Substance-induced mental disorders that may make one’s life topsy-turvy

Substance-induced mental disorders that may make one’s life topsy-turvy

There could be various factors causing mental disorders. They include, but are not limited to, genes, environmental influences such as peer pressure and stress, as well as side effects of medication. A major factor responsible for poor mental health, which often gets ignored, is acute or chronic abuse of addiction-forming substances. Drugs or alcohol are an easy means to escape from life’s miseries and ease the pain. Little do people realize that intoxication can create chemical imbalance in the brain causing a mental disorder. Read more

Does marijuana use lead to psychiatric disorders

Does marijuana use lead to psychiatric disorders

Due to a steady decline in the perception of the risks associated with marijuana, a large number of youngsters have been digressing toward this substance. Other major shifts that have exacerbated the situation include the recent public debates on the legalization of marijuana. According to the 2015 National Survey on Drug Use and Health (NSDUH), marijuana is the most widely used illegal drug in the United States, with 22.2 million people abusing it in the past month. The survey also highlighted that the majority of the users are men than women. Read more

Important steps employed during management of co-occurring disorders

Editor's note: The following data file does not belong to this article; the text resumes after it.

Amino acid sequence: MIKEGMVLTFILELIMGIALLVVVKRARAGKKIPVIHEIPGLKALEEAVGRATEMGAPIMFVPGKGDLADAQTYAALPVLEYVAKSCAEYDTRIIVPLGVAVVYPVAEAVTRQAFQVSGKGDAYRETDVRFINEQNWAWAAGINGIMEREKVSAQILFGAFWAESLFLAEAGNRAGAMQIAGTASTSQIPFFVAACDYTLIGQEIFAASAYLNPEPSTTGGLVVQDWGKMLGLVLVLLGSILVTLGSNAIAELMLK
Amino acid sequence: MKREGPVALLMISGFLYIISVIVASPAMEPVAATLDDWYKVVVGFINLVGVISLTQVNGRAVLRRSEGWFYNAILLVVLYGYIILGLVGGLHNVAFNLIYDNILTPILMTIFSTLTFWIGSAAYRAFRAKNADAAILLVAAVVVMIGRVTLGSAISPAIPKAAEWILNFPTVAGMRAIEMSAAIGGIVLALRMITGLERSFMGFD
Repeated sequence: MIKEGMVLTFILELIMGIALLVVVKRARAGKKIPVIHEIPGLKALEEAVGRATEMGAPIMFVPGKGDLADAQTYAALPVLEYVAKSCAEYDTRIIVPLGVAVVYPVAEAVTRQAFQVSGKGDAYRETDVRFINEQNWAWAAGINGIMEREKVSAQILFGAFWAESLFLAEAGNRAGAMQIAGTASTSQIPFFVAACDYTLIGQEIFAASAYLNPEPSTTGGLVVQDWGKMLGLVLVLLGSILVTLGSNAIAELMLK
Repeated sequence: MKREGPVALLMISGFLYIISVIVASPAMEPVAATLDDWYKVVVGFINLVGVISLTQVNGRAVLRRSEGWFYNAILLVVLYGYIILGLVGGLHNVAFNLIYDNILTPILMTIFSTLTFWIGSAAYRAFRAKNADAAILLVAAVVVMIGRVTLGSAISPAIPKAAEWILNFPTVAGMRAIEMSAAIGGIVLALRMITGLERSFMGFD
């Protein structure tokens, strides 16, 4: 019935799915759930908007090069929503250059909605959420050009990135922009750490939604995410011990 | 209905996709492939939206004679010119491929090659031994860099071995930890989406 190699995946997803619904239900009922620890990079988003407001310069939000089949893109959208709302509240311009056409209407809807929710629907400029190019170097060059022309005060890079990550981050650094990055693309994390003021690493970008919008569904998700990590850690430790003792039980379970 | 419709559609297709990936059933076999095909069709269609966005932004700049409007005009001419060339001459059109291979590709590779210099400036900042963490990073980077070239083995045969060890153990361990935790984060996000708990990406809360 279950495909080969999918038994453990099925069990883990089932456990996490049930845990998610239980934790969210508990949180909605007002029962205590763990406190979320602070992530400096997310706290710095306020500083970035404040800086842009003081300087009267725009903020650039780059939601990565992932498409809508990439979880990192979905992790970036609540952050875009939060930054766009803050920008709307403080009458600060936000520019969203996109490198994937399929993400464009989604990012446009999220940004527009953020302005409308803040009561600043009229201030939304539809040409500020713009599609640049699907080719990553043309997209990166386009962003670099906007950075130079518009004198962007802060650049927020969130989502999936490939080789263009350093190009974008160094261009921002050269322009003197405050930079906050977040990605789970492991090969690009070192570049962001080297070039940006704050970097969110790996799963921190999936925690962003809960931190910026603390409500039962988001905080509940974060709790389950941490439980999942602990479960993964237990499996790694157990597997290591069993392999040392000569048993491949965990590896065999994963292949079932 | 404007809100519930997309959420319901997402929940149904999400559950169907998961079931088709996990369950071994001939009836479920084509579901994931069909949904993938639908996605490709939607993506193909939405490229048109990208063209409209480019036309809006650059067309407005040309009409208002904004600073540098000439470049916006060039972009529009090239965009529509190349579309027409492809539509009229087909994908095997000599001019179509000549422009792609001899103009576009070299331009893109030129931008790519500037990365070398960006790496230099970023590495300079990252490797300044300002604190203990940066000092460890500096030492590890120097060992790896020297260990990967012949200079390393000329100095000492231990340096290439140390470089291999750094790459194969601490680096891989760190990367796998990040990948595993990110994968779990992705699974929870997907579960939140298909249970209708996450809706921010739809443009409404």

Important steps employed during management of co-occurring disorders

When an individual struggle with a substance use disorder (SUD) and a mental illness simultaneously, it is called dual diagnosis. According to the Substance Abuse and Mental Health Services Administration (SAMHSA), in any given year, at least 7-9 million people grapple with a co-occurring disorder. Moreover, 50 percent of the population suffering from an alcohol and drug addiction are also inflicted with a mental illness, such as trauma, depression, personality disorders, anxiety and depression. Read more

US witnessed unprecedented rise in suicides involving opioids in 15 years, study finds

US witnessed unprecedented rise in suicides involving opioids in 15 years, study finds

In 2015, around 33,000 deaths in the United States involved prescription opioids, including prescription drugs and heroin, as reported by the Centers for Disease Control and Prevention (CDC). The use of opioids to treat chronic pain has increased significantly in all parts of the country. Therefore, researchers have been exploring a possible relationship between access to opioids and increased risk of suicide. There are evidences supporting a correlation between greater use of opioids and increased risk of suicide. A study published in the American Journal of Public Health in March 2017 revealed that suicides involving opioid use have witnessed a two-fold increase over the last 15 years. Read more